Additional triploids are stocked directly into the lake as well, where they immediately belly up to a buffet of forage that includes everything from minnows to crayfish.
"We think they eat everything," Konrad said. "We've found crayfish inside of 'em, weeds, minnows, small whitefish ... there's a big forage base. I suppose once the lake runs out of food, they'd die off, but I don't see that happening. There's really not that many trout, and it seems like there's always going to be food available."
Lake Michigan's biggest
Three days after Tom Healy eclipsed a 17-year-old world record with a 41-pound, 7-ounce German brown pulled out of Michigan's Manistee River, residents of the small port village of Manistee are still celebrating the biggest star to hit town since James Earl Jones began acting at the Ramsdell Theater in the 1950s.
Healy's fish, which he caught Sept. 9 on the Manistee with guide Tim Roller of Ultimate Outfitters (see photos of the fish here on FieldandStream.com), has grabbed screen time on CNN, and has been the hot thread topic on fishing and outdoors forums from one end of the continent to the other.
For a former logging community and fishing village of 6,500, the big brown is a big deal.
"One thing that's surprised me a little -- and I guess it shouldn't have -- is that the people of Manistee are really jacked up about this [fish]," said Roller, who has been guiding the Manistee since 1993. "It's a cool little city, but it's a small port city that's kinda quiet. I think everybody understands the potential of what it could mean to the city."
That potential certainly includes a spike in traffic through the businesses of downtown Manistee, and on the waters of the city's namesake river. Roller saw a noticeable increase in the number of anglers on the water Friday, his first day back on the river after a day off to respond to hundreds of e-mails and phone queries from around the country.
"Today was noticeably different," Roller said of the Friday afternoon traffic on the lower river. "I can only imagine what it's going to be like on the weekend. I guess I never really thought about going to the river looking to catch a world record, but that's one thing we all have to figure out. What next? No matter what, it's a pretty special thing to be a part of."
Healy, a retired construction manager from Rockford, has fished with Roller for 15 years, but when Roller slipped the net over Healy's bubba brown and they got a good look at the fish, all semblance of protocol went out the window as the sheer size of the beast started to sink in.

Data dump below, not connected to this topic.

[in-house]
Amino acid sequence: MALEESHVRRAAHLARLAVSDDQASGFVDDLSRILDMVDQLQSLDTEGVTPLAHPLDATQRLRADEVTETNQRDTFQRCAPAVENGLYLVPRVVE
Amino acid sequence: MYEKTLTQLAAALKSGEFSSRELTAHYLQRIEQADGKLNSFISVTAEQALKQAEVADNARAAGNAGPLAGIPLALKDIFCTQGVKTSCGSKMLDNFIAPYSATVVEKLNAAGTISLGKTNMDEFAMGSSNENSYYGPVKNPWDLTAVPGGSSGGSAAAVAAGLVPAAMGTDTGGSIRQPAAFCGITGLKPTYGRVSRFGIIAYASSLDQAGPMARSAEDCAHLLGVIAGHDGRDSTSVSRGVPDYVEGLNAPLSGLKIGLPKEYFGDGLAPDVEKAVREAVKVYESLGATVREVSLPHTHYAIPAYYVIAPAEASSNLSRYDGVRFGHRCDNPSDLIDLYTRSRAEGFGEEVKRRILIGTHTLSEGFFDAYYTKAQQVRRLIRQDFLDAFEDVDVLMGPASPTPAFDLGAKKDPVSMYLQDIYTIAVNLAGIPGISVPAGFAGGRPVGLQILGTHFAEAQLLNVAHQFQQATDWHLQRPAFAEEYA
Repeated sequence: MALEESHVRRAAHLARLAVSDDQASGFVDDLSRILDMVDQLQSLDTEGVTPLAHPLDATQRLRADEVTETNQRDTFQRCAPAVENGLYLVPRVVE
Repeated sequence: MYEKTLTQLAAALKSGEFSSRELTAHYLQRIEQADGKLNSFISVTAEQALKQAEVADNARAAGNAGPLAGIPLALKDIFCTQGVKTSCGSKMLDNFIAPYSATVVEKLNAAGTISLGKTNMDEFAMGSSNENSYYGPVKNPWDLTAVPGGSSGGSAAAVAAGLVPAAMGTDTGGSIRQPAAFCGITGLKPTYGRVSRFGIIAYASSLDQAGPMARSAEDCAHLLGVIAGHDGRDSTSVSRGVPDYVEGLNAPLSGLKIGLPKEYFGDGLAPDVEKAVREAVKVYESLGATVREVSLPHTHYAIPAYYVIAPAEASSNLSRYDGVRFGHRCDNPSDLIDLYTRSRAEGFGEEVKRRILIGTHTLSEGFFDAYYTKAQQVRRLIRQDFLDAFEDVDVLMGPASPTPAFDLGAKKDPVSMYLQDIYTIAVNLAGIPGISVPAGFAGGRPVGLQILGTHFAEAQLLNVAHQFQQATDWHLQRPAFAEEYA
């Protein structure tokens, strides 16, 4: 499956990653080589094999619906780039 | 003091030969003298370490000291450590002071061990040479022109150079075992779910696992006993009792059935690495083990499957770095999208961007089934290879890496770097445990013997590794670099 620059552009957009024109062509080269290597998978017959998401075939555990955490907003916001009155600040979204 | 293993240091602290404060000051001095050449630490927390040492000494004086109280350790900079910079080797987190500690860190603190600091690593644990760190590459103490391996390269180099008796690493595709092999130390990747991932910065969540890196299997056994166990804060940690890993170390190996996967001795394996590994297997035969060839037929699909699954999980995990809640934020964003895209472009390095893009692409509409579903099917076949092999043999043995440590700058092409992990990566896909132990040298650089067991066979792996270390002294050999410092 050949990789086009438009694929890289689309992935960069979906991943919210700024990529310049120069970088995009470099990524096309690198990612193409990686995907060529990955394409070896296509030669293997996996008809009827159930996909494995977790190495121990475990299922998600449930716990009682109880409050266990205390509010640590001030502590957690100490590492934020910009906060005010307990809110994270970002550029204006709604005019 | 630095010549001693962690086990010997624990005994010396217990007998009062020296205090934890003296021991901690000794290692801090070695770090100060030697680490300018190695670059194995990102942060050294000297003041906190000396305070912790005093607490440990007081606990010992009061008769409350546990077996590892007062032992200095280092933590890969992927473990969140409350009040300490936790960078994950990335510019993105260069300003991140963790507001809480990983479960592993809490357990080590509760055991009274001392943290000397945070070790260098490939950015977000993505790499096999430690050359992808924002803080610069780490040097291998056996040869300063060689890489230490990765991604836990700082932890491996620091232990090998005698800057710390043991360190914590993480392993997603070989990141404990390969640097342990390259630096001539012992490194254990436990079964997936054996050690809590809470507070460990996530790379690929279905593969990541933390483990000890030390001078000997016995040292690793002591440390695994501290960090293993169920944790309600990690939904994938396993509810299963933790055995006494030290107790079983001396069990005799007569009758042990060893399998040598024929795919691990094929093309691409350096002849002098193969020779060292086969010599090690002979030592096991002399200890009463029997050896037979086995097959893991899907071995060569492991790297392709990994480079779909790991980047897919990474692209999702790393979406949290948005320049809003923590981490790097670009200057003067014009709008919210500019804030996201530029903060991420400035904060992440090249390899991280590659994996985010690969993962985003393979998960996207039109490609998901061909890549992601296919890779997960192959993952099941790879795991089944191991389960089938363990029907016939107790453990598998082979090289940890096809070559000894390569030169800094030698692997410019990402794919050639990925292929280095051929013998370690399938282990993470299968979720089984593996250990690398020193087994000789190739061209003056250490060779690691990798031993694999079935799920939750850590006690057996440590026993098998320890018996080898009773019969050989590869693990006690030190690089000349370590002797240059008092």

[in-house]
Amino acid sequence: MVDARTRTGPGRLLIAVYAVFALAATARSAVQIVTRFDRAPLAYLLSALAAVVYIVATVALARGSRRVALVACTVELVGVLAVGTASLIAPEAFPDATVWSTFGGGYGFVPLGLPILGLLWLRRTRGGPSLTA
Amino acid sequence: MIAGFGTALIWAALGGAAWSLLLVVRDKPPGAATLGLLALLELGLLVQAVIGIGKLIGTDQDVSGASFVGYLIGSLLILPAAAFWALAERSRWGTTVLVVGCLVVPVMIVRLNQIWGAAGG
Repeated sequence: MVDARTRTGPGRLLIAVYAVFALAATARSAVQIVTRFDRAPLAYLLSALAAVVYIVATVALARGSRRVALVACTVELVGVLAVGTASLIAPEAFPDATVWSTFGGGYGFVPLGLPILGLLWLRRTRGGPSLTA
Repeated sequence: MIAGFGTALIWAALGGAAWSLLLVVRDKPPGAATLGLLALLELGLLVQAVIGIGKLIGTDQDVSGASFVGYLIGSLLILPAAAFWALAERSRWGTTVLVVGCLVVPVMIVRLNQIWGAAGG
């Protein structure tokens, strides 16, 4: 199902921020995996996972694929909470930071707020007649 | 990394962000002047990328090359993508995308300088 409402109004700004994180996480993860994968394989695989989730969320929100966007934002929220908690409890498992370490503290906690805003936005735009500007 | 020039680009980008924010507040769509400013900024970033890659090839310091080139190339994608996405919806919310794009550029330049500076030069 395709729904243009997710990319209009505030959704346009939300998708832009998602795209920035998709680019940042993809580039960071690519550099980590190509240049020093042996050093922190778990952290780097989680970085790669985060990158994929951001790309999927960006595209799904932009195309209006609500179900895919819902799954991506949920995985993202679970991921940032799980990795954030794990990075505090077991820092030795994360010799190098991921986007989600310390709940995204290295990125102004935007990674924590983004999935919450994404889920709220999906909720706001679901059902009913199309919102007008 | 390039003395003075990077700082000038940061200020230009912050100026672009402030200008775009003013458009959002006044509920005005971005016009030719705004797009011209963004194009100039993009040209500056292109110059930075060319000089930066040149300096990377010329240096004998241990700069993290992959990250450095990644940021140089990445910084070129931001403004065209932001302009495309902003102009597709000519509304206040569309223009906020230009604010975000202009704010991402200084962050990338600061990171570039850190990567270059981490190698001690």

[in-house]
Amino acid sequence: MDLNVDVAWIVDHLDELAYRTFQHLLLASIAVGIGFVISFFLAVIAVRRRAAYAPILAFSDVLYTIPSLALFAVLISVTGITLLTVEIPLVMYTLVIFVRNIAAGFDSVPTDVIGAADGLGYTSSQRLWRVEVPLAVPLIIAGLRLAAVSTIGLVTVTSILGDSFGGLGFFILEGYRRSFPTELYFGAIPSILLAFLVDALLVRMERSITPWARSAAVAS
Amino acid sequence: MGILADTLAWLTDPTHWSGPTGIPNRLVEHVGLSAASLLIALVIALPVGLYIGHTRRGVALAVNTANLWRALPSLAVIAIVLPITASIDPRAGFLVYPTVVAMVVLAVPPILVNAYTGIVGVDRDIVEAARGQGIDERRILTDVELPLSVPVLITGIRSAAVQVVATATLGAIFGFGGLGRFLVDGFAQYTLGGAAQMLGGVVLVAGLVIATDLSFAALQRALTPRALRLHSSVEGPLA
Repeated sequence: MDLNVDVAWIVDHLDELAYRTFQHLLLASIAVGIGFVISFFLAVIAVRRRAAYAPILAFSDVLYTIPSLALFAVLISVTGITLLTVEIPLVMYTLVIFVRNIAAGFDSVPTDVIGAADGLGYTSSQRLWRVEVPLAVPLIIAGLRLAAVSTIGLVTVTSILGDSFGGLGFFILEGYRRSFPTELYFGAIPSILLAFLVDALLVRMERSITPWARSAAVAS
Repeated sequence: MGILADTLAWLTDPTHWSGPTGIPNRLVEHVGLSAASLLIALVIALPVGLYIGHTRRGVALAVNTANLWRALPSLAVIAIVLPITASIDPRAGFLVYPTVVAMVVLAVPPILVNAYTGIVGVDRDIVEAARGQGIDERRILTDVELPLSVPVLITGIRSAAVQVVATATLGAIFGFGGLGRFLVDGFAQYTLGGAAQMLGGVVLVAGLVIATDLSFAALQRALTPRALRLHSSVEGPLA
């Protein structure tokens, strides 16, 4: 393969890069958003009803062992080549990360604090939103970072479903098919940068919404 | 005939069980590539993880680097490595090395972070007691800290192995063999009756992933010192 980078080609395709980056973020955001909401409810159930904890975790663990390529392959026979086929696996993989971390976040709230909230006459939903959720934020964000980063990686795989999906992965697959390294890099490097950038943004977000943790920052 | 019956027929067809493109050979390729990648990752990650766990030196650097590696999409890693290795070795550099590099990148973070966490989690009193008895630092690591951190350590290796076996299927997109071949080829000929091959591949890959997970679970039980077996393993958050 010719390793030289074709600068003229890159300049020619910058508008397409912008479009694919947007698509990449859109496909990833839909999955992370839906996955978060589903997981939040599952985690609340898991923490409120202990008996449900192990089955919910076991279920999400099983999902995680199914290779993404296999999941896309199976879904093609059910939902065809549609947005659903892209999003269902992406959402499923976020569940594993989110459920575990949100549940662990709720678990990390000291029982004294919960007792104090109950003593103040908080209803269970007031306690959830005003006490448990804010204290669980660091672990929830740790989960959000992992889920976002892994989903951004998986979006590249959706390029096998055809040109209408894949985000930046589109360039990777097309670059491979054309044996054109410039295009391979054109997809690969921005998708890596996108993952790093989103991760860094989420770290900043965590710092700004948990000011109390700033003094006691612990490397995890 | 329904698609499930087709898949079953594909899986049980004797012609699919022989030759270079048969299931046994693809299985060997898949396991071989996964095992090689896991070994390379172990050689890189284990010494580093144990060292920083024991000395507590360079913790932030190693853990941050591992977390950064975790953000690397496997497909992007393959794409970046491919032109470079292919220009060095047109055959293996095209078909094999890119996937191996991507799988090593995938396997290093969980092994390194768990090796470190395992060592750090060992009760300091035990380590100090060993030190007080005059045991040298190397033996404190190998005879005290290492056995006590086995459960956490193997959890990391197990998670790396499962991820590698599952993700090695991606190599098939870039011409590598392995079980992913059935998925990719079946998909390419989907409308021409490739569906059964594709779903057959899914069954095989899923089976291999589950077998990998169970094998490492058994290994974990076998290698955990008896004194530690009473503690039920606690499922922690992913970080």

"The first picture of that fish we got in the boat, I handed my cell phone over and said, 'Here, take a picture!' but we had to wait forever because I was laughing too hard to pick [the fish] up," Roller said. "I don't really have a good concept of how long we fought that fish because you lost the concept of time. I'm still just trying to get a handle on it all."
The fish -- if everything checks out with the IGFA -- would surpass the standing all-tackle world record of 40 pounds, 4 ounces caught in Arkansas' Little Red River in 1992. It easily breaks the Michigan state record of 36 pounds, 13 ounces caught in 2007, and, according to Roller, registers as the heaviest anadromous fish ever caught on the Lake Michigan system.
"We've had a number of browns in Lake Michigan in the 20s, but we've never had a salmon or trout in the 40s," Roller said. "This is the one record we felt like we could get on Lake Michigan. We know we're never going to get the world record salmon or steelhead because of Alaska and the West Coast fisheries, but we thought maybe we could get [the German brown record]."
Michigan DNR biologists Todd Kalish and Mark Tonello weighed the fish in front of a live TV camera from local news stations.
Healy hooked the big brown while drifting the Manistee, casting a No. 8 shad-colored Rapala Shad Rap to shoreline structure. It's a common technique in the late summer and early fall, when the Manistee's salmon are aggressively pursuing forage.
"I call it 'bass fishing on steroids,' because we backrow and pound the banks," Roller said. "Most of the hits are literally so hard they almost take the rod out of your hands."
Healy was geared with a Cabela's XML medium-heavy 9-foot rod and Prodigy reel spooled with 40-pound Power Pro.